Sugary Soft Drinks and Diabetes

Sugary drinks have been linked with an increased risk of type 2 diabetes
Sugary drinks have been linked with an increased risk of type 2 diabetes

Sugary soft drinks, sometimes referred in common usage as ‘full fat’ drinks, have frequently been linked with poorer health if consumed on a regular basis.

Large scale research indicates that regular consumption of sugary drinks, including cola, lemonade and energy drinks, raises the risks of obesity, heart disease and type 2 diabetes.

Generally speaking, sugary soft drinks are best avoided by people with diabetes and consumed less regularly by people at a higher risk of type 2 diabetes.

Recommended daily sugar intakes in the UK The Department of Health recommends that not more than 10% of energy each day comes from sugars.

This equates to 70g or less of sugar for men and 50g or less for women.

A half litre bottle of a sweetened drink, such as cola, contributes around 60% of the recommended maximum sugar intake.

There is no specific recommended sugar intake for people with diabetes, but most people will find they need to limit their sugar intake to considerably less than the Department of Health recommendation to ensure good blood glucose control.

Sweetened beverages and diabetes

Sweetened, sugary drinks can cause sharp rises in blood sugar levels for people with diabetes or glucose intolerance (including prediabetes and gestational diabetes) and so it’s usually best to avoid drinking sugary drinks.

Sugary drinks and hypos

One time when sugary can be useful, however, for people with diabetes is if the person’s blood glucose levels go too low (hypoglycemia).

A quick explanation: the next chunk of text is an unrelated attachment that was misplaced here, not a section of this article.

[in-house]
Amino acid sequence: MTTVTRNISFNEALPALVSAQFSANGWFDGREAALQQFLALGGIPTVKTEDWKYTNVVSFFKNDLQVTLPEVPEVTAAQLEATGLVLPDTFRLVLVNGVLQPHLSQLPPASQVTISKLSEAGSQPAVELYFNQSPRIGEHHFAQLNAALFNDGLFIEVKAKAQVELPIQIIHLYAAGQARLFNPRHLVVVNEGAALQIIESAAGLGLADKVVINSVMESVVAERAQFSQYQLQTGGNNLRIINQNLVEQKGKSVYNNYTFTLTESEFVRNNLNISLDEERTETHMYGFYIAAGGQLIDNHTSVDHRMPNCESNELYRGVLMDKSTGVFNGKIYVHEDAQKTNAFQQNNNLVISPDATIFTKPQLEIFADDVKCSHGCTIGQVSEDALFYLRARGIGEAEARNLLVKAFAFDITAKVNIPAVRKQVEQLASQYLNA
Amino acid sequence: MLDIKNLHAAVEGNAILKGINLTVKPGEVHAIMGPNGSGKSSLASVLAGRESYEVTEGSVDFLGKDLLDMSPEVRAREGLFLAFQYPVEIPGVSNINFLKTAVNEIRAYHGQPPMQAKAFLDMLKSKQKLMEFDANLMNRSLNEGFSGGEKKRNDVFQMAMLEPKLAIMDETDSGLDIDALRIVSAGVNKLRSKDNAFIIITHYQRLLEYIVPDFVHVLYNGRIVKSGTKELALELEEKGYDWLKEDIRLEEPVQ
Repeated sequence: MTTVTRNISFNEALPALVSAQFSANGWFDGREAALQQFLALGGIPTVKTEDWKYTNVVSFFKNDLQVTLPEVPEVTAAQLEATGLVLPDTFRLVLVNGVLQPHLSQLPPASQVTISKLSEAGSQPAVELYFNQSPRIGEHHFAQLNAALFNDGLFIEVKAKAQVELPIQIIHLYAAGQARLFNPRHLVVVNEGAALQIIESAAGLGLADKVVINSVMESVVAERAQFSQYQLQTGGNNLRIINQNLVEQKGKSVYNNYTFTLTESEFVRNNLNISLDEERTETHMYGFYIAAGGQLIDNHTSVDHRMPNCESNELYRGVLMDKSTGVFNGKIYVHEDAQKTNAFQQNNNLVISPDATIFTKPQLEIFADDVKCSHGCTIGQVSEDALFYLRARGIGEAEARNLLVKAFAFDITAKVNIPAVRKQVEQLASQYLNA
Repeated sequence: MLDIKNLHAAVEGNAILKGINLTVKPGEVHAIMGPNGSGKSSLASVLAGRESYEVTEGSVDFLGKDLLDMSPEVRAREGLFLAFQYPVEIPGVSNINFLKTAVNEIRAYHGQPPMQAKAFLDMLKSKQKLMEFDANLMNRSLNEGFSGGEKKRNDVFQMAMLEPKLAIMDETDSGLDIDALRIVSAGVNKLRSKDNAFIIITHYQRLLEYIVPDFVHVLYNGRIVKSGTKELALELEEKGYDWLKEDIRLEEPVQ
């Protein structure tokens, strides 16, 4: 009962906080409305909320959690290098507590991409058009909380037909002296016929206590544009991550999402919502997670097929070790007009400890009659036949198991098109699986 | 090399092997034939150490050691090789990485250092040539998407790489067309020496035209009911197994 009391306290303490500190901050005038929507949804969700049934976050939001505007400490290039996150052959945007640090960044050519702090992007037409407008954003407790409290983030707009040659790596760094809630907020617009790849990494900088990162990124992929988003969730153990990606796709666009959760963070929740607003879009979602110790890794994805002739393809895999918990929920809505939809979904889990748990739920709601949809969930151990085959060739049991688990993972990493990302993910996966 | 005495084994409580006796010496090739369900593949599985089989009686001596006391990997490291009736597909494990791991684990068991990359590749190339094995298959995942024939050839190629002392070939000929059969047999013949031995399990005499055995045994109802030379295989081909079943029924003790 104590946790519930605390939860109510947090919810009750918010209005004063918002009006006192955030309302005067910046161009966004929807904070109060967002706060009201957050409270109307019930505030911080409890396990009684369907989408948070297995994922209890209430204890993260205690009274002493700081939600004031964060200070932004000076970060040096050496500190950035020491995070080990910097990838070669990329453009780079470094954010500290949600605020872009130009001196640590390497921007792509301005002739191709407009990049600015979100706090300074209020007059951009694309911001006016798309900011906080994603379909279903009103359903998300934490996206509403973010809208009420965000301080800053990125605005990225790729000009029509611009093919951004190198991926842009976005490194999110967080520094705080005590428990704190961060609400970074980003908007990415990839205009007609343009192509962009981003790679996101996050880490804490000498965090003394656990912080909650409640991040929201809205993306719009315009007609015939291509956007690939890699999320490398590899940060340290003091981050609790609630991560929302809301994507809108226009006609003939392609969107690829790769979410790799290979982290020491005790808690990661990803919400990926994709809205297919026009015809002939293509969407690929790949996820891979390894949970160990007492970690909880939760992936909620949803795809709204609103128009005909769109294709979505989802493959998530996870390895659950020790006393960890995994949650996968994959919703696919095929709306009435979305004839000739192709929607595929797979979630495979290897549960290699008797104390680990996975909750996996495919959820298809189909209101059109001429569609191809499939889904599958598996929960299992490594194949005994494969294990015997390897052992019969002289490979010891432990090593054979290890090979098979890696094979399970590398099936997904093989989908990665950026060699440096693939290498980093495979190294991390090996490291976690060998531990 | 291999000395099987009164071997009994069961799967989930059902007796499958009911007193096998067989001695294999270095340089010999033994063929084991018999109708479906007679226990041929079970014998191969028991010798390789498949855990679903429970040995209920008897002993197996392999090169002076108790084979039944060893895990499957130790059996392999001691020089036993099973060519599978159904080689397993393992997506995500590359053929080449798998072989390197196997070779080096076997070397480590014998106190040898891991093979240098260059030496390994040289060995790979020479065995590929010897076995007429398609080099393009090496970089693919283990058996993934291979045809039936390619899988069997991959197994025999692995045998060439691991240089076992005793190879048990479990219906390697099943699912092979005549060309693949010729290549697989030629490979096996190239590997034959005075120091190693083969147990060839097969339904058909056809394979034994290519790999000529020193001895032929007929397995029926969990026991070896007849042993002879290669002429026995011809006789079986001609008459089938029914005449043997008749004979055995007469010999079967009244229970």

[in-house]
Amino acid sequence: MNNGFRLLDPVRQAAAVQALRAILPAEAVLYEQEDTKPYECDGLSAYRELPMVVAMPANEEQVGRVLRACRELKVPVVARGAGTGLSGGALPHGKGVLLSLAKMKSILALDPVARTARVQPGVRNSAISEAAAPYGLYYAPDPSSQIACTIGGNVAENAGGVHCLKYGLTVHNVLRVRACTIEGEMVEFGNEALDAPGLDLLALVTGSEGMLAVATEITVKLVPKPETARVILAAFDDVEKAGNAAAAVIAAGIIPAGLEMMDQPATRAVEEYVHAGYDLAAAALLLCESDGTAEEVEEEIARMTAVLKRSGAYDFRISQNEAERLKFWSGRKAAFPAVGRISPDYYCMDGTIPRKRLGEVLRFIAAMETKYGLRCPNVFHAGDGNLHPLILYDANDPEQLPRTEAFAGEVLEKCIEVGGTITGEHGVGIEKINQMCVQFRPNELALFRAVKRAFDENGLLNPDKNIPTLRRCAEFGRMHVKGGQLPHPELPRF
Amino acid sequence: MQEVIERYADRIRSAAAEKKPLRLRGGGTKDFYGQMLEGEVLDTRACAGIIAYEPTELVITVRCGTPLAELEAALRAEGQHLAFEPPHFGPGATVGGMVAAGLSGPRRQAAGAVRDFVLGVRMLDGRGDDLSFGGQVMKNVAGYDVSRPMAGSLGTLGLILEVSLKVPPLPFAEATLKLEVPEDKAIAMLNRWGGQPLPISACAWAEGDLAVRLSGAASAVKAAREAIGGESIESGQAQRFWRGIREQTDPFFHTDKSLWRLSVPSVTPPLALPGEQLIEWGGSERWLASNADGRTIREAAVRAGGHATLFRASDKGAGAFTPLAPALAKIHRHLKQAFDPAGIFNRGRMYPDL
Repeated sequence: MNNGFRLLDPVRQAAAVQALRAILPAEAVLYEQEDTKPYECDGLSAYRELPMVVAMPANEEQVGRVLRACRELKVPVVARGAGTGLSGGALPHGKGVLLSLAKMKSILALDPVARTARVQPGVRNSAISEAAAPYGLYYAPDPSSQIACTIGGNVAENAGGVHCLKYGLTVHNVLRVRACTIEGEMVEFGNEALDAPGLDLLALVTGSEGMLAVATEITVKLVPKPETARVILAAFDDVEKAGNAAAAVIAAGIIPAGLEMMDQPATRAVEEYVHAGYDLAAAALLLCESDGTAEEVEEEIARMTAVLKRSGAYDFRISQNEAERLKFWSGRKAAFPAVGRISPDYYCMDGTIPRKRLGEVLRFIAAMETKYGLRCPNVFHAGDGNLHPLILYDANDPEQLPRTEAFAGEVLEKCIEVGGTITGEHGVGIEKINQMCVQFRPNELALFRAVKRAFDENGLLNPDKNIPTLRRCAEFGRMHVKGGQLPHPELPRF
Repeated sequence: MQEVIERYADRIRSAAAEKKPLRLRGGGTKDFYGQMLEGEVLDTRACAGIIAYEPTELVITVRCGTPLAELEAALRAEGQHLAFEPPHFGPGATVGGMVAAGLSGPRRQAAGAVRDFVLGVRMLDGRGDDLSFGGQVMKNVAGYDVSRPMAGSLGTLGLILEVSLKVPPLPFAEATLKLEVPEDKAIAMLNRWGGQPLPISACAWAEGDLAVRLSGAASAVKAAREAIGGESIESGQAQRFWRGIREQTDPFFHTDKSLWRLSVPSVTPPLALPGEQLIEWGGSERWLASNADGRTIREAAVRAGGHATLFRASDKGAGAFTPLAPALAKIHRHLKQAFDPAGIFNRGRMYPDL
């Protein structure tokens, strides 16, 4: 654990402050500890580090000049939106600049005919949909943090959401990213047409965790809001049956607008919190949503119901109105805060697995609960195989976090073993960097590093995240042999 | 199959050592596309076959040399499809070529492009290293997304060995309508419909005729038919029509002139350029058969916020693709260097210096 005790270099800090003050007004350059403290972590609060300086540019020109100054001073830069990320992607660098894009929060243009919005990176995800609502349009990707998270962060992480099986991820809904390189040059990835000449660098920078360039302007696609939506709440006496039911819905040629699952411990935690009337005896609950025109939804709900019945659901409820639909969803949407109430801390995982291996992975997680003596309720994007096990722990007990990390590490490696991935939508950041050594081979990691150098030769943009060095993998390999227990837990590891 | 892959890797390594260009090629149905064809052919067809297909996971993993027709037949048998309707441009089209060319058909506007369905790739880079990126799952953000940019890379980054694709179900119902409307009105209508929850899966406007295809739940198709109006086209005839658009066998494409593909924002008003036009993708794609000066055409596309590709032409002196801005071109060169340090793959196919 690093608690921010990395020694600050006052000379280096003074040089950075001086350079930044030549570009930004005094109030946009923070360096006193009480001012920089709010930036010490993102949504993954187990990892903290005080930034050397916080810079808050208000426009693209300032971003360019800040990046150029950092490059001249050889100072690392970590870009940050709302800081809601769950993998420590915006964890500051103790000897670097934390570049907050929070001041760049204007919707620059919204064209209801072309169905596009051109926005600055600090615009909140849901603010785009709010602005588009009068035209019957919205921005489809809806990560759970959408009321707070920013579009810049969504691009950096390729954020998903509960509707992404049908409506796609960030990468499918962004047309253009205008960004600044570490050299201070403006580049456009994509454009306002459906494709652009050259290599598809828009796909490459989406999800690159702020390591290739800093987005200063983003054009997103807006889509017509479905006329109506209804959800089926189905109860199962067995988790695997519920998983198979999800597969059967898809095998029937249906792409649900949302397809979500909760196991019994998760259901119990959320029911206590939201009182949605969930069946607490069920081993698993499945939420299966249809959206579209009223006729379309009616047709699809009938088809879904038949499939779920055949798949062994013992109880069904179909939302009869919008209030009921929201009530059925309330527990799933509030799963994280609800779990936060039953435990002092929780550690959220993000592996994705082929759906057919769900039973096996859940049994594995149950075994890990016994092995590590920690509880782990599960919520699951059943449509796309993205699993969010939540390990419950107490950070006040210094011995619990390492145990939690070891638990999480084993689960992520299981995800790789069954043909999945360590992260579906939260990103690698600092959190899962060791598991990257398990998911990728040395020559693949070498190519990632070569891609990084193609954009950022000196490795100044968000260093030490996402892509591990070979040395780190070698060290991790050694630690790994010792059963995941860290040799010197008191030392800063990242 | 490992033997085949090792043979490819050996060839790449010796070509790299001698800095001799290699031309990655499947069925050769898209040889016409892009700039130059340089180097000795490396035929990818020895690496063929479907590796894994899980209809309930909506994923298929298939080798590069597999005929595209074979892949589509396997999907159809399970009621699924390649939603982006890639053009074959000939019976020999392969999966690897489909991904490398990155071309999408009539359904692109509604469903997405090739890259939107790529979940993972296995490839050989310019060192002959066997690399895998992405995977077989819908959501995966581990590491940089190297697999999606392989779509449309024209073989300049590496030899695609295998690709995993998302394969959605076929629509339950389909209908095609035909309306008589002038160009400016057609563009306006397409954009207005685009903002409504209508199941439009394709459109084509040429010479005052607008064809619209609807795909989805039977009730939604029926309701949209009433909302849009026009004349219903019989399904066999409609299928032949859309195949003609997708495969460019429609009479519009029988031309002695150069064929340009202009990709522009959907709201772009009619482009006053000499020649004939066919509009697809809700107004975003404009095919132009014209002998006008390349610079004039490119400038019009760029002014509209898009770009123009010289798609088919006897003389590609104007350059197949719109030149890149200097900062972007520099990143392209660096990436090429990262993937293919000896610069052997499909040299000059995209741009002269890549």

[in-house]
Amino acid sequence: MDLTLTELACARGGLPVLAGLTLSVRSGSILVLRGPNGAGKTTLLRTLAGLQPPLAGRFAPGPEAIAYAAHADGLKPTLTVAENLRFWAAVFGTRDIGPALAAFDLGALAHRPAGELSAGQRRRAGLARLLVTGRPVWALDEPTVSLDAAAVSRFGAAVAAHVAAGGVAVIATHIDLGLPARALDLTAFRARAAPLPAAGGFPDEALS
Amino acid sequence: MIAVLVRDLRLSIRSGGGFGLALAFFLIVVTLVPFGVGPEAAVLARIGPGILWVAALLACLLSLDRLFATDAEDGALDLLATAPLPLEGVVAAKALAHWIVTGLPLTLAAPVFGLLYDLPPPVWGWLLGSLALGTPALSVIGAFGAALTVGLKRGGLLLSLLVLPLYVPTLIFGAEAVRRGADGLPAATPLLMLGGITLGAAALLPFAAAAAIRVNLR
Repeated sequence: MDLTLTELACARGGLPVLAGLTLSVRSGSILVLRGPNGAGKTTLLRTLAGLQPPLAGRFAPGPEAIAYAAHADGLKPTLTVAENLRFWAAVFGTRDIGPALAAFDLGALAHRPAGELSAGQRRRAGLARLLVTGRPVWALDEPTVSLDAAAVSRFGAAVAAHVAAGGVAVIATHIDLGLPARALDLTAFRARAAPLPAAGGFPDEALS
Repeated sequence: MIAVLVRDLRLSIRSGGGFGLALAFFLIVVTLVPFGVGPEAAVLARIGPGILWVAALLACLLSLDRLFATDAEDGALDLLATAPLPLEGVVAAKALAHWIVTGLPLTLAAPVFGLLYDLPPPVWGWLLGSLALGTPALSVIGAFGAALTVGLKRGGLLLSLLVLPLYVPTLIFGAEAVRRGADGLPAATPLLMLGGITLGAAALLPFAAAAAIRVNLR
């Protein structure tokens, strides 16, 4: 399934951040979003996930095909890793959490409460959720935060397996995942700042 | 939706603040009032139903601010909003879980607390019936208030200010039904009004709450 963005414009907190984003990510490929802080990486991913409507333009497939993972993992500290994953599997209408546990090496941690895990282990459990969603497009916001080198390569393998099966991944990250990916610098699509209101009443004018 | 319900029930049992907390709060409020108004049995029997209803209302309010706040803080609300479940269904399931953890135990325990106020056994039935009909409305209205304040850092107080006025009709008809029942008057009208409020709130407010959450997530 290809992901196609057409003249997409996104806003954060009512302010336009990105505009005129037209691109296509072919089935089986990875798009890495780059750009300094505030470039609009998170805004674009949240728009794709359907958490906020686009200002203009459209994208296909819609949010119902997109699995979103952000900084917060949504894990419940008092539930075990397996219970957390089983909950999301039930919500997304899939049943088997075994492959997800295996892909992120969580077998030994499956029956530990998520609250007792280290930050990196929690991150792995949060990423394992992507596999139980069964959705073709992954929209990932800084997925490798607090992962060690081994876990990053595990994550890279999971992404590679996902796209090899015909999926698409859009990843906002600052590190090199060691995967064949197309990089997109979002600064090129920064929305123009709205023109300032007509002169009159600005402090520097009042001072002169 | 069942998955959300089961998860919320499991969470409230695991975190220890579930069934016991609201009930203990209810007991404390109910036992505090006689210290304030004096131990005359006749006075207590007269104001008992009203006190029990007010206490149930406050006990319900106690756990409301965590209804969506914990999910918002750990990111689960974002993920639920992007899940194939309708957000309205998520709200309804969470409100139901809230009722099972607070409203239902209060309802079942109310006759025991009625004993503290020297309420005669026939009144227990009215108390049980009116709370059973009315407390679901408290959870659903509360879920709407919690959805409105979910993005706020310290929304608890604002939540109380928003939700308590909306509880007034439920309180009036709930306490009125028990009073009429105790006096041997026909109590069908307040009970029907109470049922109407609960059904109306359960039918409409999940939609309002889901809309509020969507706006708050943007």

If a person is on certain forms of diabetic medication (notably insulin), hypoglycemia can become a particularly dangerous condition. Sugary drinks help to raise blood sugar levels quickly and therefore make for a good treatment for low blood sugar levels.

Between 100 and 150ml of a sugary drink such as cola or a glucose drink can help to raise low blood glucose levels back to normal.

Sugary drinks can also be useful for people with diabetes prior to, or during, exercise to keep blood glucose levels from going too low.

Sugar contents of Coke, Cherry Coke, Coke Life, Diet Coke and Coke Zero

Sugar contents of Coke vs Pepsi

Sugary drinks and type 2 diabetes risk

A meta-analysis ran by Harvard University in 2010 found that regular intake of sugary drinks, 1 or more cans a day, have a 26% increased risk of type 2 diabetes.

Sugary drinks and weight gain

Consumption of sugary could contribute to increased weight gain. A half litre of cola contributes about 11% of an adult’s daily calorie intake.

One problem with sugary drinks is that they very rapidly increase blood sugar levels and this can lead to tiredness and increased hunger even in people without diabetes. Another problem with sugary soft drinks is that they don’t contribute any nutritional value aside from energy.

Long term research studies show that those that as intake of sugary drinks increase, so does weight gain in both men and women.

Looking to reduce your weight? See our guides on diabetes and weight loss.

Sugary drinks and children’s health

Childhood obesity has become a growing worry in the 21st century and the availability of sugary drinks for children is thought to be one of the factors involved. As prevalence of childhood obesity has risen, there has also been a corresponding rise in children developing type 2 diabetes.